Cybersecurity legislation in the House has focused mostly on providing incentives for industry to share information on threats and attacks.
Some civil liberties advocates have raised concerns about giving the government too much authority over computer networks, and after a wave of Web protests sank anti-piracy legislation earlier this year, lawmakers are wary about any bill that might upset Internet activists.
On Wednesday, the Federal Communications Commission will hold its monthly meeting and consider regulations to protect consumers from unwanted robo-calls. The proposed rules would require consumers to have given prior consent before receiving robo-calls, and would allow them to easily opt out of receiving further robo-calls. The commission will also discuss streamlining the licensing rules for cellular service and expanding outage reporting to Voice over Internet Protocol (VoIP) providers.
On Thursday, the House Energy and Commerce subcommittee on Communications and Technology will hold a hearing to examine the FCC's budget and spending. A committee aide said lawmakers have a "duty to ensure independent agencies are using taxpayer dollars wisely."
Republicans on the committee have clashed with the FCC in recent weeks over the agency's authority to structure proposed auctions of broadcast spectrum licenses. Republicans have also criticized the FCC for its net-neutrality rules and its role in killing the AT&T/T-Mobile merger.
The full committee is expected to take up legislation that would overhaul how the FCC operates in the coming weeks. Republicans said the legislation would increase transparency and openness, but Democrats said it is a thinly veiled attempt to hamstring the agency.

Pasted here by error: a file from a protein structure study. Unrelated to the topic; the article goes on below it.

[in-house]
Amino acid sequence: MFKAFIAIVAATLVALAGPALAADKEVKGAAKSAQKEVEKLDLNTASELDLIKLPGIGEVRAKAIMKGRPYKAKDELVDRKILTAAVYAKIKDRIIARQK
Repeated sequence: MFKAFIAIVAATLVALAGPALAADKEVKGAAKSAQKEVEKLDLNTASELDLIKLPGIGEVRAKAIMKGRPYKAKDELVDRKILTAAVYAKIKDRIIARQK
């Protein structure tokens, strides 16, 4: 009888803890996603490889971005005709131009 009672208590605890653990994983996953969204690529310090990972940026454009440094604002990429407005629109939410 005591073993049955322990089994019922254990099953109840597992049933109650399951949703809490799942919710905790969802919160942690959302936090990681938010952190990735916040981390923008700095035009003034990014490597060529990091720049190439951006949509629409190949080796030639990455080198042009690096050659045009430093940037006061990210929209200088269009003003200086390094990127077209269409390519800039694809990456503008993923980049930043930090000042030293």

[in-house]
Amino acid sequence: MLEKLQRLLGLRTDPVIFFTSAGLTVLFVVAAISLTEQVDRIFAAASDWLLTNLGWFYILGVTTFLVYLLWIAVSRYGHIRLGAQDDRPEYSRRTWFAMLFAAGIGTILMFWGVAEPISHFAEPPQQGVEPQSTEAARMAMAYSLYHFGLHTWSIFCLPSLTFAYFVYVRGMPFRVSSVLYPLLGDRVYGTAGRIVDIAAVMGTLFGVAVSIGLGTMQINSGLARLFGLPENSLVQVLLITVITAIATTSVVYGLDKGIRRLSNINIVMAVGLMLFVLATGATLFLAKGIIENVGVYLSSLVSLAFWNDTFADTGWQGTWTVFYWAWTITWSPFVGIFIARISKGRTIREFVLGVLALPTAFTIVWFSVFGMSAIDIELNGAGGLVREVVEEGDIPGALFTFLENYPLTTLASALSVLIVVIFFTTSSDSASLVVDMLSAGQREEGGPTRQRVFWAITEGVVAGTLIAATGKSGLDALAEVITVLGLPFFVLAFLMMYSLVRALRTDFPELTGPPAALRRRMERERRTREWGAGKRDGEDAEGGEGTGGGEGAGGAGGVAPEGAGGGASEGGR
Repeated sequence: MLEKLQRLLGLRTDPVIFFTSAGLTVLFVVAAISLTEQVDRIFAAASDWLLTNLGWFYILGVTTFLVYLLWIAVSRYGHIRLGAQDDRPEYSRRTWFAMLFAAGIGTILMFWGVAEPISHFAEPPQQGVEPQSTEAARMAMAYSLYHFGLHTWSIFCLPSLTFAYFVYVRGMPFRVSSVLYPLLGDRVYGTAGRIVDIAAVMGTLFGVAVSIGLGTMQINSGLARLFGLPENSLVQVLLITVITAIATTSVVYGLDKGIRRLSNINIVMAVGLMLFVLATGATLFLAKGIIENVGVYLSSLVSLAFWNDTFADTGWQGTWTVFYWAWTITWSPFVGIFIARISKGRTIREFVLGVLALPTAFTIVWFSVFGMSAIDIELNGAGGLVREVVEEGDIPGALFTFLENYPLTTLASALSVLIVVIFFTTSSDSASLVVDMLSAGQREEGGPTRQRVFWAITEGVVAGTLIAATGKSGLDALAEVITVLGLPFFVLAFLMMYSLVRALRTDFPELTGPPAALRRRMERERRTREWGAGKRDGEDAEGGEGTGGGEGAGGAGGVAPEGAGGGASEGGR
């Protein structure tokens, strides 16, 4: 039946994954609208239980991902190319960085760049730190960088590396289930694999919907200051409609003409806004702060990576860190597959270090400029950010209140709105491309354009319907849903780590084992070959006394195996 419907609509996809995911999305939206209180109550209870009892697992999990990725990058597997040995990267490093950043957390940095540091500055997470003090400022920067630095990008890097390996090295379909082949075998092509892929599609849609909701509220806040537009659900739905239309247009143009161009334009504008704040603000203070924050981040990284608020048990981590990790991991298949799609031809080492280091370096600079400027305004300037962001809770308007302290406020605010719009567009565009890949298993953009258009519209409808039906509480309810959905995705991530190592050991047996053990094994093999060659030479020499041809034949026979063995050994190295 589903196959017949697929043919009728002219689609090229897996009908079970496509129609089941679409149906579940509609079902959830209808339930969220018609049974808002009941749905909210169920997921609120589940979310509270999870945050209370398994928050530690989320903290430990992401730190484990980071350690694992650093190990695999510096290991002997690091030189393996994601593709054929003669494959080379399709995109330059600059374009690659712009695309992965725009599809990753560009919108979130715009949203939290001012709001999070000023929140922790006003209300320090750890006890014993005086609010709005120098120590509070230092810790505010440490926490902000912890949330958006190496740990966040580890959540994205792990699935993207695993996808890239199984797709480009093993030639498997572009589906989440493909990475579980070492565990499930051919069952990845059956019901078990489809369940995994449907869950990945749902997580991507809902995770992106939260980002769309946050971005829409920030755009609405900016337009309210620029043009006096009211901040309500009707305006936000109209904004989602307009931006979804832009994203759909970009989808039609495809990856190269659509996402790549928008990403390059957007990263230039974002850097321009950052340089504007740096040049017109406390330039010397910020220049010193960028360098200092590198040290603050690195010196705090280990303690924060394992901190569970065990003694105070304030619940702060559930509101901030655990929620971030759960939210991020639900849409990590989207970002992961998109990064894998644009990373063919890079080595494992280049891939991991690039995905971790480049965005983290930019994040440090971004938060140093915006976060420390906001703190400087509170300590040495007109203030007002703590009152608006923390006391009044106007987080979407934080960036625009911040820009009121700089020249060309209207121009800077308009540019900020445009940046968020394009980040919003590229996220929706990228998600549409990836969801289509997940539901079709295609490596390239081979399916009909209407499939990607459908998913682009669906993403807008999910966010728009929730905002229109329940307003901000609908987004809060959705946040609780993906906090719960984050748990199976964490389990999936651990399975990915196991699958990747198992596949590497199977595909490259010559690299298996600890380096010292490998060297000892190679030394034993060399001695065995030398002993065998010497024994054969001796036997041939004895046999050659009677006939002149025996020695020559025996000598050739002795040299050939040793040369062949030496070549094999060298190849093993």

The House Homeland Security subcommittee on Counterterrorism and Intelligence will hold a Thursday morning hearing to examine the Homeland Security Department's policy of monitoring social media sites. The committee invited Mary Ellen Callahan, DHS's chief privacy officer, and Richard Chavez, director of the Office of Operations Coordination and Planning, to testify.
The Homeland Security Department has acknowledged that agents monitor popular social media sites including Facebook and Twitter to collect information about possible terror threats.
"Social networking and media have increasingly been a crucial source of intelligence collection for the counterterrorism and intelligence community, but there are also privacy and civil liberties concerns implicit in this activity which this hearing will address," said subcommittee Chairman Patrick Meehan (R-Pa.).